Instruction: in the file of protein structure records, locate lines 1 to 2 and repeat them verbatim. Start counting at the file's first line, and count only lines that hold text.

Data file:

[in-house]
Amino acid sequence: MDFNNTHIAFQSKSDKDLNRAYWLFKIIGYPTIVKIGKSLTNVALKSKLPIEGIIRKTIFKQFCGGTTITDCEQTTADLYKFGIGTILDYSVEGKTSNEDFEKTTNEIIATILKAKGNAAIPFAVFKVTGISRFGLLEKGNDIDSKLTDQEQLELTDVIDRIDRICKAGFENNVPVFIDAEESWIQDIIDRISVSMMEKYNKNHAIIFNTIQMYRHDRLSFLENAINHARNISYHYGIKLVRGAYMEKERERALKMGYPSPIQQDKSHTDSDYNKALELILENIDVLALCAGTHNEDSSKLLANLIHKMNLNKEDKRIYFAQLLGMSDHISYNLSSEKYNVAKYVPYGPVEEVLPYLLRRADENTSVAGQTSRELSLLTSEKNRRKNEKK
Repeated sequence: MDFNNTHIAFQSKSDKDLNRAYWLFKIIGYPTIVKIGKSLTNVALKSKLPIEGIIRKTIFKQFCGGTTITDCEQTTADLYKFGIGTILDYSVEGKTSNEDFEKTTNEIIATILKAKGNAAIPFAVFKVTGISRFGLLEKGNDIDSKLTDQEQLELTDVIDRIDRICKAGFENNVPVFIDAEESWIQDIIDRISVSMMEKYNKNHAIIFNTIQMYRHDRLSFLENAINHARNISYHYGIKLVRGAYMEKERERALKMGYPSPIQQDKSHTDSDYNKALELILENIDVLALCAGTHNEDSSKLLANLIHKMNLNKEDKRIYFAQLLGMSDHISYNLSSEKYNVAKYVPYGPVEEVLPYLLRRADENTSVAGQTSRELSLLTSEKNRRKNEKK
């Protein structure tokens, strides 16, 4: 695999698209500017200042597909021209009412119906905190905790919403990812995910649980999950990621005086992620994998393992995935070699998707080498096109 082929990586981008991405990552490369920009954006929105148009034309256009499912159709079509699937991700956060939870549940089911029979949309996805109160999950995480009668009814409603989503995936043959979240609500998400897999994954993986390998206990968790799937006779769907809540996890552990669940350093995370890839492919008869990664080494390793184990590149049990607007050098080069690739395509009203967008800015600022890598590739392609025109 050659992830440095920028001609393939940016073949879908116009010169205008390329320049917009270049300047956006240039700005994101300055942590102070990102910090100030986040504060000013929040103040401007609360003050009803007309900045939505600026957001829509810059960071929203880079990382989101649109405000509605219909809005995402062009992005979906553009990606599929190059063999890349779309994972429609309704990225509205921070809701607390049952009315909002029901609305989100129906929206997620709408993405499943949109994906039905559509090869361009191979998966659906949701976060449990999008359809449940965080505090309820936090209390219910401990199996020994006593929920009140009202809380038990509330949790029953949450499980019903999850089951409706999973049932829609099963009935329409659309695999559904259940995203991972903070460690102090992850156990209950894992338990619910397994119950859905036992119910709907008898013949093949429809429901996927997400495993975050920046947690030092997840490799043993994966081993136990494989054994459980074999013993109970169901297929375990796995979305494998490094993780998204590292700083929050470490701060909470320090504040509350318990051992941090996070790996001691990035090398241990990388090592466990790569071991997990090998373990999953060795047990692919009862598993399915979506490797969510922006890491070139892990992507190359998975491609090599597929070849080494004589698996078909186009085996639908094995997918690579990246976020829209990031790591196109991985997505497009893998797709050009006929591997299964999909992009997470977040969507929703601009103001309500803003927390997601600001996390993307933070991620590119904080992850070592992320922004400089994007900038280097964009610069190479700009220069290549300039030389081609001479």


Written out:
[in-house]
Amino acid sequence: MDFNNTHIAFQSKSDKDLNRAYWLFKIIGYPTIVKIGKSLTNVALKSKLPIEGIIRKTIFKQFCGGTTITDCEQTTADLYKFGIGTILDYSVEGKTSNEDFEKTTNEIIATILKAKGNAAIPFAVFKVTGISRFGLLEKGNDIDSKLTDQEQLELTDVIDRIDRICKAGFENNVPVFIDAEESWIQDIIDRISVSMMEKYNKNHAIIFNTIQMYRHDRLSFLENAINHARNISYHYGIKLVRGAYMEKERERALKMGYPSPIQQDKSHTDSDYNKALELILENIDVLALCAGTHNEDSSKLLANLIHKMNLNKEDKRIYFAQLLGMSDHISYNLSSEKYNVAKYVPYGPVEEVLPYLLRRADENTSVAGQTSRELSLLTSEKNRRKNEKK